In recent months, the EU has engaged at a high level in Georgia’s political crisis and sought to break the deadlock there. It has demonstrated that it is strongly invested in Georgia and sees the country’s democratization as a matter of strategic importance for European interests. The EU’s intervention has been shaped around a process of mediation between the ruling and opposition political parties, as the bitterness of their rivalry risks a major unravelling of the country’s democratic reforms. Although the EU’s engagement entails many positive elements, the union will now need to move beyond mediation and ally this to a careful use of democratic leverage to ensure that necessary reforms are implemented in Georgia. Otherwise, the breakthrough it brokered will remain shallow and another political crisis could easily erupt.
Democracy on the Edge
Although elements of crisis have long been present in Georgia, political developments started taking a turn for the worse in mid-2019. The long-lasting feud between the country’s ruling and opposition political parties and the absence of any culture of power sharing set the scene for a major democratic reversal. Since the end of the United National Movement (UNM) government in 2012, a destructive rivalry has emerged between the ruling Georgian Dream party and the UNM. Checks and balances between institutions remain weak and political parties are based on highly personalized clientelism. While UNM and Georgian Dream governments alike have advanced some political reforms, they have also both curtailed democratization in important ways. With Georgian Dream in power for nearly a decade now and its actions increasingly unrestrained, Georgia resembles a dominant-party regime.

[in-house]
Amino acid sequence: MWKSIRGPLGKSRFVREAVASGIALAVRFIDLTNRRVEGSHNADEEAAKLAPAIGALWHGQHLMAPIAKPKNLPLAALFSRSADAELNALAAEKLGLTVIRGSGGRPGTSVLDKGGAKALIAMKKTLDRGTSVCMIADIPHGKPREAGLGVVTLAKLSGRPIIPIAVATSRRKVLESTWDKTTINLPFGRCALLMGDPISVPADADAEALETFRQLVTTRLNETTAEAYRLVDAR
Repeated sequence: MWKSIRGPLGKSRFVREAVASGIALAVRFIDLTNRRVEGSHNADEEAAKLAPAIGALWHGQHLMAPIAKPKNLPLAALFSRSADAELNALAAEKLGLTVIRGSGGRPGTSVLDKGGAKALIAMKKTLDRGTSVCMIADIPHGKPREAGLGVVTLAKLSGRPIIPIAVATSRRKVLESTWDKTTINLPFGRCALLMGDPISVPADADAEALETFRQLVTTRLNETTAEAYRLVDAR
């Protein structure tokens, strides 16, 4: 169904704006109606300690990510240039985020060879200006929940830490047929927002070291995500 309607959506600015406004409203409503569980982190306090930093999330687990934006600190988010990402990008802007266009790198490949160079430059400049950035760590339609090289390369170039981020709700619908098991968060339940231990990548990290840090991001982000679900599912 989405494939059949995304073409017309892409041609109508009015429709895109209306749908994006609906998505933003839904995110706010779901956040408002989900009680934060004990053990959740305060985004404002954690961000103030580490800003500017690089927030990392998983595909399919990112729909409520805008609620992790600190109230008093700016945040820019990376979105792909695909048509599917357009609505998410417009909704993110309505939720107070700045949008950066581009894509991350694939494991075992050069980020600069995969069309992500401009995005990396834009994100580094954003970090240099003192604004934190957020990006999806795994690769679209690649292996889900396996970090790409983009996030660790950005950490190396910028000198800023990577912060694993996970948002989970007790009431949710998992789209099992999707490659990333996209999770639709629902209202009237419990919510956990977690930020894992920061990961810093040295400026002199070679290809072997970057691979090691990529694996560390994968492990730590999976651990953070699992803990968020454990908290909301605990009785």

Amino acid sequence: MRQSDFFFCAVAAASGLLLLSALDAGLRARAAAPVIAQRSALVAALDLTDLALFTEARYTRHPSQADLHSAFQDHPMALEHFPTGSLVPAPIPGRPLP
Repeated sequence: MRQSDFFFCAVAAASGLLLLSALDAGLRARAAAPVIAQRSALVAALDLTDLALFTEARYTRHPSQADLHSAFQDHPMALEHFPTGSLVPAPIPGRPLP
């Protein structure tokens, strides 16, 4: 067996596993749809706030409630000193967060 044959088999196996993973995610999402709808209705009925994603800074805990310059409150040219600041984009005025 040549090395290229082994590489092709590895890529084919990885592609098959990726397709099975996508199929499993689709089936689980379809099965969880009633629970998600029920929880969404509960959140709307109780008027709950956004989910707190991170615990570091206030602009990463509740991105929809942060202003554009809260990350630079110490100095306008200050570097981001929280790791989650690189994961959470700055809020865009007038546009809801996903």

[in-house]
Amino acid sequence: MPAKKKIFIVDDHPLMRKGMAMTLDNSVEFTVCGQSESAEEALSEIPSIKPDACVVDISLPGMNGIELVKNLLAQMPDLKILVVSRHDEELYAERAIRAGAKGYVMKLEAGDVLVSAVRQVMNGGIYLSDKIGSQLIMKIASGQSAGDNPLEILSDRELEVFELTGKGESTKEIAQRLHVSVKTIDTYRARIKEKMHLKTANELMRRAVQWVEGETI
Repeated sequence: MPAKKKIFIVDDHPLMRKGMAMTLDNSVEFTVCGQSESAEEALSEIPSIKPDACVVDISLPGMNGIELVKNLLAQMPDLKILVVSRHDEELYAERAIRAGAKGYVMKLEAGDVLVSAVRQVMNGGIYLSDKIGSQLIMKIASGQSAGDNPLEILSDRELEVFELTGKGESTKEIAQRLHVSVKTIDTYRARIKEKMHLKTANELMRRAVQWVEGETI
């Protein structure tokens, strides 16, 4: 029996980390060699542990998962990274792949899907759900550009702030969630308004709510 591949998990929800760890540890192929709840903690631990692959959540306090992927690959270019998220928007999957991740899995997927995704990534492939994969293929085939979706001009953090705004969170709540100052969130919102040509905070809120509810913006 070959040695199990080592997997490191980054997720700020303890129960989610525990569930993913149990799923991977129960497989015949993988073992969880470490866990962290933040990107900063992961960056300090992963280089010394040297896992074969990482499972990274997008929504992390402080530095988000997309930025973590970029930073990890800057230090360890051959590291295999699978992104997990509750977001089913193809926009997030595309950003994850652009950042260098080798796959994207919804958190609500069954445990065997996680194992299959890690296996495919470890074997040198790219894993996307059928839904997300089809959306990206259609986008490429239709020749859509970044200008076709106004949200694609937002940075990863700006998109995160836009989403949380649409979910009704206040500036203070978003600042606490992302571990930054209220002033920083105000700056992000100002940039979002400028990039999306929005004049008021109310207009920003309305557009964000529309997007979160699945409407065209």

While Georgia’s democracy indicators compare favorably with those of other Eastern Partnership (EaP) states, underlying problems such as informal governance, malfunctioning institutions, and political persecution have persisted. The curtailing of civil liberties has contributed further to a decline in the country’s Freedom House democracy score. Although Georgia’s democratic backsliding is primarily caused by internal power struggles, it is also linked to the country’s external political challenges coming from Russia. In June 2019, protests erupted in anger at the presence of the Russian MP Sergei Gavrilov in Georgia’s parliament while Russia still acts in breach of the country’s territorial integrity. The police’s brutal dispersal of demonstrators resulted in more rallies and demands for the prime minister to resign. In an attempt to calm the unrest, Georgian Dream Chairman Bidzina Ivanishvili promised to hold the 2020 parliamentary elections with a system of proportional representation, something that reformers had long pushed as a means of weakening the ruling party’s grip on power.